Sadly I have to report that the popular Port of Call in Clifton closed at the start of the year and is 'To Let'. In Chandos Road, Redland popular former Bristol publican Mark Farrell has made an application to convert a closed shop into Bristol's second full-blown micropub. It would be great to see a micropub in this location especially as there is a bit of a gap in pubs in this locale. We wish Mark all the best with this venture. Back on Gloucester Road the former Foresters has re-opened as the Gloucester Road Ale House under the ownership of the Wickwar Wessex Brewing & Pub Company and has its trading area over two floors with a bar on each. Cask and craft beers, ciders and a full range of wet offerings along with a diverse menu can be found.
The recently refurbished Black Horse at Redfield is open but has been sold - subject to contract by Fleurets after being offered at £195,000. The Chequers at Kingswood has a planning application from Tesco. Local residents fought a good battle to quash a similar scenario a year or so ago but Enterprise Inns and Tesco seem intent to cause further irritation a second time around. For sale with James A Baker is the White Hart at Whitehall, this former Courage and Bass outlet closed earlier in 2015. A surprise closure has occurred at Café Des Amies on the Whitehall Road, the good news is though, that it is re-locating to Easton Community Centre to open mid-March.
In the south of the city the smart corner building in Bedminster that is the Albert has been closed for a little while and has undergone a refurbishment as the Albert Lounge. Residents local to the Imp in Southville are passionate about their pub. It closed on 30th January and they want it back, so they are mounting a strong campaign which includes the seeking of registration of the Imp as an Asset of Community Value (ACV).
In Warmley the Station Master is now surrounded in scaffolding but its fate is not apparent but we understand that it may be set for demolition. Mystery continues to surround the Cherry Tree in Oldland Common. Having suddenly closed back in the autumn high fencing was erected and it probably changed hands after being offered for sale. There is now a planning application to develop the building into seven apartments with complete loss of the pub. This pub was very popular in the recent past and deserves to be once again. The Tennis Court Innat Kingswood remains closed and inactive. An application to list this pub as an ACV was rejected by South Gloucestershire Council in 2015 but there is a great deal of local support for it to return as a community pub and the Bristol Pubs Group whole heartedly backs this campaign. The owners of a pub that has been awarded ACV status have declared a wish to sell. The King William IV at Hallen in South Gloucestershire is the only pub for some distance, the nearest one being the Blaise Inn over the boundary in Bristol but it is a three mile journey to the nearest South Gloucestershire pub. Enterprise Inns, owners of the long closed White Horse in Hambrook, have been successful in gaining planning permission for new signage for this Grade II listed building. We will be pleased to see this popular and formerly well-used pub back in business.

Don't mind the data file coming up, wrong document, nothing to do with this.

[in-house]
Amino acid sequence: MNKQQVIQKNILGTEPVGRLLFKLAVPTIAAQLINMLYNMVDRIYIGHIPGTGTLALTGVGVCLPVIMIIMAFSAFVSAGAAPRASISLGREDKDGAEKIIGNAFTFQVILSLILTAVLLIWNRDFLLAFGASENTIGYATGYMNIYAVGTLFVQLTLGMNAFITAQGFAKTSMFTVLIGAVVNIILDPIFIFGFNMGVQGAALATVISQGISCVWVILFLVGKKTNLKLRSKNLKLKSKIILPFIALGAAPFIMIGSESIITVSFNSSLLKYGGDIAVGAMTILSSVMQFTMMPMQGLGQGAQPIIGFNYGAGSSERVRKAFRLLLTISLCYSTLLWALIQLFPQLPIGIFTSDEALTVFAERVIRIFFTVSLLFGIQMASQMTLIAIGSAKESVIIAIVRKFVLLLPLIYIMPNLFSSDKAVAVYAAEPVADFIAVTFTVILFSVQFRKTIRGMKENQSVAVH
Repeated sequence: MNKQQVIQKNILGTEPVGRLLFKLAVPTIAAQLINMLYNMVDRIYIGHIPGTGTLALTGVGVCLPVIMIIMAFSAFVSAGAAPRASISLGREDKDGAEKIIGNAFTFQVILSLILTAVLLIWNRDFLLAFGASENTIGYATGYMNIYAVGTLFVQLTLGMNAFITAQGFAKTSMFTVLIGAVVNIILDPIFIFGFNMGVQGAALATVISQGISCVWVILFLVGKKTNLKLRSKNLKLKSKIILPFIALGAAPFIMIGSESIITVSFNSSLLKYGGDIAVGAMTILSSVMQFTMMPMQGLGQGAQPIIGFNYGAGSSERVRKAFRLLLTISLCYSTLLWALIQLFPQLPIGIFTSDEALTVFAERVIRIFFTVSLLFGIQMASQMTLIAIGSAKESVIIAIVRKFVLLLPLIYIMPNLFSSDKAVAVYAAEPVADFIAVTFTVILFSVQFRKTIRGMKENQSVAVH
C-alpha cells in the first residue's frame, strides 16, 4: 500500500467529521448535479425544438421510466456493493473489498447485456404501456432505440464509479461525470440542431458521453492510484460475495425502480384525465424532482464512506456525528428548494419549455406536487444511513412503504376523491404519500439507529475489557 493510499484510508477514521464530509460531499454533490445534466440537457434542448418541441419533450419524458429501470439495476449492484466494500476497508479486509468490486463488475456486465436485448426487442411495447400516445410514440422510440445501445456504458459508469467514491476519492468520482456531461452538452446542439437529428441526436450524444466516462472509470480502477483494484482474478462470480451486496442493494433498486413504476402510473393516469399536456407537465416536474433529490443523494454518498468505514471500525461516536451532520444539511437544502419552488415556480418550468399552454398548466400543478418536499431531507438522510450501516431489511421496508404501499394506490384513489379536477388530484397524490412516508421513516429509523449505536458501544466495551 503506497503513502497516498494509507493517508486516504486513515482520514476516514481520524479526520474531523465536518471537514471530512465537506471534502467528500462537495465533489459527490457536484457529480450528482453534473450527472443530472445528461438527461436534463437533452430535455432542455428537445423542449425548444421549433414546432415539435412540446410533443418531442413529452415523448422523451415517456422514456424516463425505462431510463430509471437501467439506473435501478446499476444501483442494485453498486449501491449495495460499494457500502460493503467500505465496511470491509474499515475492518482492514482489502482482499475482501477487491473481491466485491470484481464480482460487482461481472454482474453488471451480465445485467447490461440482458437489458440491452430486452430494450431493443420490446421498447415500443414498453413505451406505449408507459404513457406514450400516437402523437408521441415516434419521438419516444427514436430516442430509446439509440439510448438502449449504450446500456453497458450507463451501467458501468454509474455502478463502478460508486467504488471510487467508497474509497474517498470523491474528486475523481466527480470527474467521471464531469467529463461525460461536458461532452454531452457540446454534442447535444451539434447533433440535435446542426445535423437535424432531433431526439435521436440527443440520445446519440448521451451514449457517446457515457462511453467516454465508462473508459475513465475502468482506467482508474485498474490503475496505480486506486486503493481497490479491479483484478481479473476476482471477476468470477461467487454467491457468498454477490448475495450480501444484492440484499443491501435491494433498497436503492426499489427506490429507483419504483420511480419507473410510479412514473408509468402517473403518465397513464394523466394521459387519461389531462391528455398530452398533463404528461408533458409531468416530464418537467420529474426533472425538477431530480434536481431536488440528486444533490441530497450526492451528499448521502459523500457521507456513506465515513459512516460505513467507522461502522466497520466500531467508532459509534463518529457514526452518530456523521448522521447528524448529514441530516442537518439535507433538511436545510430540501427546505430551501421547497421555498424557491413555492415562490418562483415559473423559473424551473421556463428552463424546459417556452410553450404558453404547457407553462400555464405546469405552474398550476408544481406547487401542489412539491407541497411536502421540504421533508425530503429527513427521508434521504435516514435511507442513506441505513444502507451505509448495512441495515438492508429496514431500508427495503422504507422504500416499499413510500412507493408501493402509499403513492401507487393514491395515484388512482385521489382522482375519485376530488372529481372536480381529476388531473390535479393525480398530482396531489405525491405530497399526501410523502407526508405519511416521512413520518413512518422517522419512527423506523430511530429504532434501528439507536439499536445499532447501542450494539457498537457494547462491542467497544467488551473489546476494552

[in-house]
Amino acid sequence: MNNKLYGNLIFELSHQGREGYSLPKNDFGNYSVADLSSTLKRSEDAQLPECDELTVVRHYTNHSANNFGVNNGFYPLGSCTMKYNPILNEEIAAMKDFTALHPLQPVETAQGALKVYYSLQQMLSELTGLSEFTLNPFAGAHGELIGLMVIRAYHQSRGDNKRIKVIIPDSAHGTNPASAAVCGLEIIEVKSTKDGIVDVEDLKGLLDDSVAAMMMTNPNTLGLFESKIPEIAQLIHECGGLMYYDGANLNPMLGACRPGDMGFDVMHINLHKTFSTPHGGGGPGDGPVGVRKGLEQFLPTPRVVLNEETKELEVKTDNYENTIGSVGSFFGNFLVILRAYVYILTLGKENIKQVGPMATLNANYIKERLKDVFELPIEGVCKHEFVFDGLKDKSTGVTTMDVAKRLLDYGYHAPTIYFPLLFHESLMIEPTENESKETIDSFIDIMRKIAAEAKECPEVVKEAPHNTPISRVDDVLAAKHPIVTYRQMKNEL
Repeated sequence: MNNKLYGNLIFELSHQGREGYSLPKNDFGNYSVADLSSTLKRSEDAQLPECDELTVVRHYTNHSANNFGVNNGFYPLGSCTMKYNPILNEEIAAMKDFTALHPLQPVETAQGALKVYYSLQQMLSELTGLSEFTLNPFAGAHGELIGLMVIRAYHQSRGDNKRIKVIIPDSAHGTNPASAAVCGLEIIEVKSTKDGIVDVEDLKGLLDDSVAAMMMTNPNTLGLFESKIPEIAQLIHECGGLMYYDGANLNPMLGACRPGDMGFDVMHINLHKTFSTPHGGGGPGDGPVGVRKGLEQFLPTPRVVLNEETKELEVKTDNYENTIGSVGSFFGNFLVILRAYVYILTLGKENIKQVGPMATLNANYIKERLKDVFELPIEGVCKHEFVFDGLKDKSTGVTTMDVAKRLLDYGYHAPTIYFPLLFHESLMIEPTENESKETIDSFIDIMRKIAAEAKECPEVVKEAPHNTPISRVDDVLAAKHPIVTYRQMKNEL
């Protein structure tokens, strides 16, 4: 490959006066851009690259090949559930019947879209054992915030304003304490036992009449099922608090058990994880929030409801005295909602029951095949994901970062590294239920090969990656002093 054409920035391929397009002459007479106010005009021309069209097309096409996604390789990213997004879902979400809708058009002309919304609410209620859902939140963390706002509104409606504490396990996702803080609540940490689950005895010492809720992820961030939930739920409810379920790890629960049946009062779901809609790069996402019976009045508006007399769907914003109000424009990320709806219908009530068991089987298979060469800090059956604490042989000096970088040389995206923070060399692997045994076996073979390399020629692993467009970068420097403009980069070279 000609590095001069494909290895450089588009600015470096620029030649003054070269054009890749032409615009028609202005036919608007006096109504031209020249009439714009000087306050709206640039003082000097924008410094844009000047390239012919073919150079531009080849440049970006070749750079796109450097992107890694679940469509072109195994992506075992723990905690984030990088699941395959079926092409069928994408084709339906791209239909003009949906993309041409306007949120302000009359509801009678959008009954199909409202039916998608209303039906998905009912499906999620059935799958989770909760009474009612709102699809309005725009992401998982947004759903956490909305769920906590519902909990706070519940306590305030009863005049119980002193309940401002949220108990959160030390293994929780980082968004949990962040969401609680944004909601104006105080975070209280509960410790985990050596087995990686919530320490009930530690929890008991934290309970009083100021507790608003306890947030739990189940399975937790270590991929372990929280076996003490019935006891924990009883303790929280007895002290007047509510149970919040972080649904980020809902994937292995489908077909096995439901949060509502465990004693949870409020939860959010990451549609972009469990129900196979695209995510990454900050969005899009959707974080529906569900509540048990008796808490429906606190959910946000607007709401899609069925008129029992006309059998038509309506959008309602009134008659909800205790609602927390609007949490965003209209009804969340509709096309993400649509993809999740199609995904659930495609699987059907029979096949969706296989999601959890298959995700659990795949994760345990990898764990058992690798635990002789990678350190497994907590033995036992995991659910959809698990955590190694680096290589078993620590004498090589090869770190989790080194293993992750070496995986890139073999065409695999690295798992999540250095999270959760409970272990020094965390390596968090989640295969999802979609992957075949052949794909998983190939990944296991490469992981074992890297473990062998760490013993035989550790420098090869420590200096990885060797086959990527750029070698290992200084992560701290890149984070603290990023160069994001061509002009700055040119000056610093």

In BANES the Pioneer in Keynsham is scaffolded. This pub has been closed for a couple of years but we don't know whether this latest progression is in favour of pub use. The Jolly Sailor at Saltford has new owners who are fully intending that it is business as usual under their ownership and are building upon the popularity that the pub has long enjoyed. In Chew Magna the Queen's Arms has been re-opened by Sally Valentine and her husband following a refurbishment at the back end of last year. Still Wadworth owned, local beer Butcombe Bitter is presented alongside Wadworth staples and seasonal ales while the restaurant accommodates those that wish to dine. Great news at Redhill where the Darlington Arms is under new ownership having been extensively refurbished where there appears to be something-for-everyone, with ales from regionals and local breweries alongside food, pub games and comfy seating. This pub has very often featured in this column with trepidation and fear that it could be lost forever. Now it has a great foundation for a prosperous future. Unfortunately the news at the Rising Sun at Backwell is that following closure its owner Punch Taverns is said to be considering redevelopment of the site, including the pub, into a mix of apartments and houses. Locals are campaigning against the plan and would like to see a new owner turn the place into a successful community-friendly pub business. The Rising Sun is for sale at a whopping £600,000. There are two other pubs in Backwell but one of those, the New Inn, is closed and has had plans for redevelopment rejected for now. Only the food led George would remain in Backwell if the Rising Sun and New Inn were to be lost.
If you're shopping in Cabot Circus or Broadmead and you fancy a beer then you may be a bit miffed that you need to leave the shopping area in order to get a decent pint. But consider this: when I started drinking the immediate choice around the shopping area was as follows;
Note that all the comments here are from my own memory so corrections are welcome! And beware, keg beer back then was definitely NOT akin to the new wave that it is now under its 'craft' moniker.Mike Jackson, for the Bristol Pubs Group